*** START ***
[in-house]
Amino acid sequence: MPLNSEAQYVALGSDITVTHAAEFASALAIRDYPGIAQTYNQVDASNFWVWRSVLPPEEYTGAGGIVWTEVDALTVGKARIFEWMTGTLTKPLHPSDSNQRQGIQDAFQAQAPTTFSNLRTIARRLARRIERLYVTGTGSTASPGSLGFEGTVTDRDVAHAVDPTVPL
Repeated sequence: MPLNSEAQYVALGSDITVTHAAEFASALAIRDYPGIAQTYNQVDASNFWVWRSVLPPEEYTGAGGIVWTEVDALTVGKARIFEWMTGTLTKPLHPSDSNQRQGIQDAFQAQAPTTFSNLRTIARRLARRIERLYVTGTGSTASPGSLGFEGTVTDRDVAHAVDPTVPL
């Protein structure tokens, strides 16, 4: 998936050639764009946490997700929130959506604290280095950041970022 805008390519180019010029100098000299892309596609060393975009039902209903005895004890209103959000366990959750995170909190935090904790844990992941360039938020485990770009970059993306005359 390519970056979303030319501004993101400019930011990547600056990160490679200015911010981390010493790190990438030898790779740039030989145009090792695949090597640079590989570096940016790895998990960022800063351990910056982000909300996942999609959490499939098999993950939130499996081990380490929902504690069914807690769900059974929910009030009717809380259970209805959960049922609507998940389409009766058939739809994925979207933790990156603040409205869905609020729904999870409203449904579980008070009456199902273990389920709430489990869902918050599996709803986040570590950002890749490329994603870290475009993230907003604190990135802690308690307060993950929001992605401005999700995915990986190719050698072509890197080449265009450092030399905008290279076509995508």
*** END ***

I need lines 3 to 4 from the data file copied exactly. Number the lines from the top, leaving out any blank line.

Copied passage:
Repeated sequence: MPLNSEAQYVALGSDITVTHAAEFASALAIRDYPGIAQTYNQVDASNFWVWRSVLPPEEYTGAGGIVWTEVDALTVGKARIFEWMTGTLTKPLHPSDSNQRQGIQDAFQAQAPTTFSNLRTIARRLARRIERLYVTGTGSTASPGSLGFEGTVTDRDVAHAVDPTVPL
């Protein structure tokens, strides 16, 4: 998936050639764009946490997700929130959506604290280095950041970022 805008390519180019010029100098000299892309596609060393975009039902209903005895004890209103959000366990959750995170909190935090904790844990992941360039938020485990770009970059993306005359 390519970056979303030319501004993101400019930011990547600056990160490679200015911010981390010493790190990438030898790779740039030989145009090792695949090597640079590989570096940016790895998990960022800063351990910056982000909300996942999609959490499939098999993950939130499996081990380490929902504690069914807690769900059974929910009030009717809380259970209805959960049922609507998940389409009766058939739809994925979207933790990156603040409205869905609020729904999870409203449904579980008070009456199902273990389920709430489990869902918050599996709803986040570590950002890749490329994603870290475009993230907003604190990135802690308690307060993950929001992605401005999700995915990986190719050698072509890197080449265009450092030399905008290279076509995508």